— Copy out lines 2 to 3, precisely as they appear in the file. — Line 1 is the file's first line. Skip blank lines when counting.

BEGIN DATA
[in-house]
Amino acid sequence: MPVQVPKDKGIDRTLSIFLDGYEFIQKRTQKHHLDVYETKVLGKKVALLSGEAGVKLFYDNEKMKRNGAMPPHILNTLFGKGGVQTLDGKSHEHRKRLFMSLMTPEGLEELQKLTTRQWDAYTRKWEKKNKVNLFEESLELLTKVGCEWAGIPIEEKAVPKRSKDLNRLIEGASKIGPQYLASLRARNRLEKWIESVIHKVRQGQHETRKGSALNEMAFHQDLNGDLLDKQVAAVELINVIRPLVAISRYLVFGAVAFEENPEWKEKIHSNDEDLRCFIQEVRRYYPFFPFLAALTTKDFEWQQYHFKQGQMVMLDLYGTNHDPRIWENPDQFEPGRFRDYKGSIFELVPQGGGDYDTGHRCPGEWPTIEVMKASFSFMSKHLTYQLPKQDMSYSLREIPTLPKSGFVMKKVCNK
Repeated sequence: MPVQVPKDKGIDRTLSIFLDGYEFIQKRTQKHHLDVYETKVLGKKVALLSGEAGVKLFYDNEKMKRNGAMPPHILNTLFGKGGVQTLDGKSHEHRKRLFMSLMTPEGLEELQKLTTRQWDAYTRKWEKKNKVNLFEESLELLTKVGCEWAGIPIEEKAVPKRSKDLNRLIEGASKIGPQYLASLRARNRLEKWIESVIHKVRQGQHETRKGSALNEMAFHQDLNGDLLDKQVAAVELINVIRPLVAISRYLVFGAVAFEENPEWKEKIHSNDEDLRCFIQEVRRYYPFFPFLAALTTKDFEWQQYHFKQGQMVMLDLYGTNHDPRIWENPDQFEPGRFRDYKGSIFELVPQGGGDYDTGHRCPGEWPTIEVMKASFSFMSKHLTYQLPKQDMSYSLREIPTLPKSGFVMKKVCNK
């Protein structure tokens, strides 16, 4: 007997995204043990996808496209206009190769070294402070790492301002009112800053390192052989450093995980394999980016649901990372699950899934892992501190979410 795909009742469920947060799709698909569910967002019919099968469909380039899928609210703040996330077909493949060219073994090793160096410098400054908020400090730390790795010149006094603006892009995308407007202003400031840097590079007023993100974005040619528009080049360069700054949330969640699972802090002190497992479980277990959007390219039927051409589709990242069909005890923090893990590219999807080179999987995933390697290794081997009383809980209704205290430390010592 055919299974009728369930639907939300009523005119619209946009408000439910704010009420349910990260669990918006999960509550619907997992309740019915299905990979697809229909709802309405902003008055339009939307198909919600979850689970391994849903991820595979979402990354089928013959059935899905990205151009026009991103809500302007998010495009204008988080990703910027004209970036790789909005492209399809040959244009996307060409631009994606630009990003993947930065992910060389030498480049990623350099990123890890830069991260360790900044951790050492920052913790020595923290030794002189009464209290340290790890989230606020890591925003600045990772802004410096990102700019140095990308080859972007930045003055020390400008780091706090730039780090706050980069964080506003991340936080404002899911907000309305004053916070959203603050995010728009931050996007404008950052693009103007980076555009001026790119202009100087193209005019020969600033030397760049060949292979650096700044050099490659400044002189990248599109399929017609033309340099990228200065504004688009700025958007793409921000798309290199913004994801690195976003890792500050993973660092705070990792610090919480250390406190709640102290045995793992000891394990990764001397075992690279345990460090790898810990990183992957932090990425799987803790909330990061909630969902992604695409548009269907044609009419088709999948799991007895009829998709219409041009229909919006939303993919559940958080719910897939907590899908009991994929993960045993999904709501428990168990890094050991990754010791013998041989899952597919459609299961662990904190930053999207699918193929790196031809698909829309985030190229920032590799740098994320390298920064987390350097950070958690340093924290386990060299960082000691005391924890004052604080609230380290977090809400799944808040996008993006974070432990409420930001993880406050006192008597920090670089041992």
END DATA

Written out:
Amino acid sequence: MPVQVPKDKGIDRTLSIFLDGYEFIQKRTQKHHLDVYETKVLGKKVALLSGEAGVKLFYDNEKMKRNGAMPPHILNTLFGKGGVQTLDGKSHEHRKRLFMSLMTPEGLEELQKLTTRQWDAYTRKWEKKNKVNLFEESLELLTKVGCEWAGIPIEEKAVPKRSKDLNRLIEGASKIGPQYLASLRARNRLEKWIESVIHKVRQGQHETRKGSALNEMAFHQDLNGDLLDKQVAAVELINVIRPLVAISRYLVFGAVAFEENPEWKEKIHSNDEDLRCFIQEVRRYYPFFPFLAALTTKDFEWQQYHFKQGQMVMLDLYGTNHDPRIWENPDQFEPGRFRDYKGSIFELVPQGGGDYDTGHRCPGEWPTIEVMKASFSFMSKHLTYQLPKQDMSYSLREIPTLPKSGFVMKKVCNK
Repeated sequence: MPVQVPKDKGIDRTLSIFLDGYEFIQKRTQKHHLDVYETKVLGKKVALLSGEAGVKLFYDNEKMKRNGAMPPHILNTLFGKGGVQTLDGKSHEHRKRLFMSLMTPEGLEELQKLTTRQWDAYTRKWEKKNKVNLFEESLELLTKVGCEWAGIPIEEKAVPKRSKDLNRLIEGASKIGPQYLASLRARNRLEKWIESVIHKVRQGQHETRKGSALNEMAFHQDLNGDLLDKQVAAVELINVIRPLVAISRYLVFGAVAFEENPEWKEKIHSNDEDLRCFIQEVRRYYPFFPFLAALTTKDFEWQQYHFKQGQMVMLDLYGTNHDPRIWENPDQFEPGRFRDYKGSIFELVPQGGGDYDTGHRCPGEWPTIEVMKASFSFMSKHLTYQLPKQDMSYSLREIPTLPKSGFVMKKVCNK